I used to live with a gorgeously chonky cat. His name was Cucumber and he weighed 21 pounds. Cucumber spent most of his time draped languidly over furniture, snuggling, and posing for selfies with me. He went to live with my ex, and since then I’ve lost a lot of Instagram followers. More importantly, I lost a great companion. Like most folks, Cucumber’s life was more complicated than it looked on social media. He had kidney problems and some icky sores. It can be hard to tell if your cat is overweight — and while my vet didn’t come out and say that Cucumber was, she did tell me that he needed more water and exercise and less food.
Beauty standards for cats on the internet are very specific. The chonkier the better. There are hundreds of websites, blogs, and fan pages dedicated to showcasing the beauty of fat cats. But is a little extra weight detrimental to your cat’s wellbeing?
Recent data found that more than half of indoor cats are overweight to obese — and they’re suffering because of it. The research, which was sponsored by Purina, followed 44 cats over the course of a year in their struggle to lose weight. Unfortunately, as adorably reality-TV-worthy as this sounds, researchers concluded that being overweight affected these chonkster’s lives in major ways. Not only are overweight felines more likely to experience major issues like heart problems and diabetes, they have shorter life spans.
Now that I’ve got you sufficiently concerned, allow me to explain how to ascertain if your cat is, in fact, too thicc for their own good. Most domestic cats weigh around ten pounds, but this could vary from between 5 and 25 pounds, depending on breed. There are a couple of things you can do besides weigh your cat and obsessively google their breed. One way to gauge excessive cat-chub is to look for a waist.
I’m not joking. When you’re looking down at a standing cat, there should be a slight indentation above the hip bones. If that part of the body bulges, your cat might be overweight. It could also be fluff, though. When you’re looking at your cat from the side, their belly should slope up from the ribs toward the tail.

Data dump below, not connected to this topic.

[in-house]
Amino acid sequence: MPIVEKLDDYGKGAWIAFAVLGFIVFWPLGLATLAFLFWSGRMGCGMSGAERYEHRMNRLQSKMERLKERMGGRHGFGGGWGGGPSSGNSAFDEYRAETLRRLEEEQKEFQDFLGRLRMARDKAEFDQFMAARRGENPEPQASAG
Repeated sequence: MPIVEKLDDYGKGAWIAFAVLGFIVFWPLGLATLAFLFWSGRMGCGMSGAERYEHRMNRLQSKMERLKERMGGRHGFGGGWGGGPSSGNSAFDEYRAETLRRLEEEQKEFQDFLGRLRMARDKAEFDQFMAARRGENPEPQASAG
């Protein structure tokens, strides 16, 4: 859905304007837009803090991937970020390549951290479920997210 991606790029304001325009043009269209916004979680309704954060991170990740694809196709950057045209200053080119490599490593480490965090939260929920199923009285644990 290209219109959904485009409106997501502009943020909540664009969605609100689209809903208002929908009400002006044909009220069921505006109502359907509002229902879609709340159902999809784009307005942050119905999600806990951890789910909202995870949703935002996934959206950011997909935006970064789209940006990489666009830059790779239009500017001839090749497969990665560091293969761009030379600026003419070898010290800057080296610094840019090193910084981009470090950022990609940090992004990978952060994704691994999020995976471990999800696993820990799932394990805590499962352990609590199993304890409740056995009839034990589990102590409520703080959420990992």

All of this feels a little chonk-shaming, but the truth is that cats tend to be happier when they aren’t overweight.
Older cats tend to have some sag here, but if there’s a round, floppy belly, your cat could be carrying too much weight. When you squeeze your cat, you should be able to feel their ribs and spine without poking them. None of these are exact methods, so if you suspect that your cat is getting to big, take them to their vet to see if he or she warrants any lifestyle changes.
All of this feels a little chonk-shaming, but the truth is that cats tend to be happier when they aren’t overweight. Veterinarians participating in the aforementioned research concluded that cats that lost weight “seemed to improve the cat’s daily functioning: mobility, grooming, and overall mood.” For the purposes of the study, half of the cats were given food-dispensing toys and half the cats were not. Interestingly, toys didn’t make a measurable difference in either weight lost or quality of life for the cats. Food rationing and probiotics are generally what seemed to help them get to their optimal weight.
A lot of pet owners feel callous rationing their fur baby’s food intake, but it seems like it’s just part of the domestication game. “Cats in nature eat 10-20 times a day,” Angie Krause, a Boulder-based veterinarian, told me for a previous cat-related story for Mic. But the reality is, that they're probably a lot less active indoors.
Cats live and eat by our schedules, which are counter to their own natural habits. So if we're going to ask felines to forgo their instinctual behavior for our own convenience, it’s on us to make sure that they stay healthy by monitoring their nutrition.
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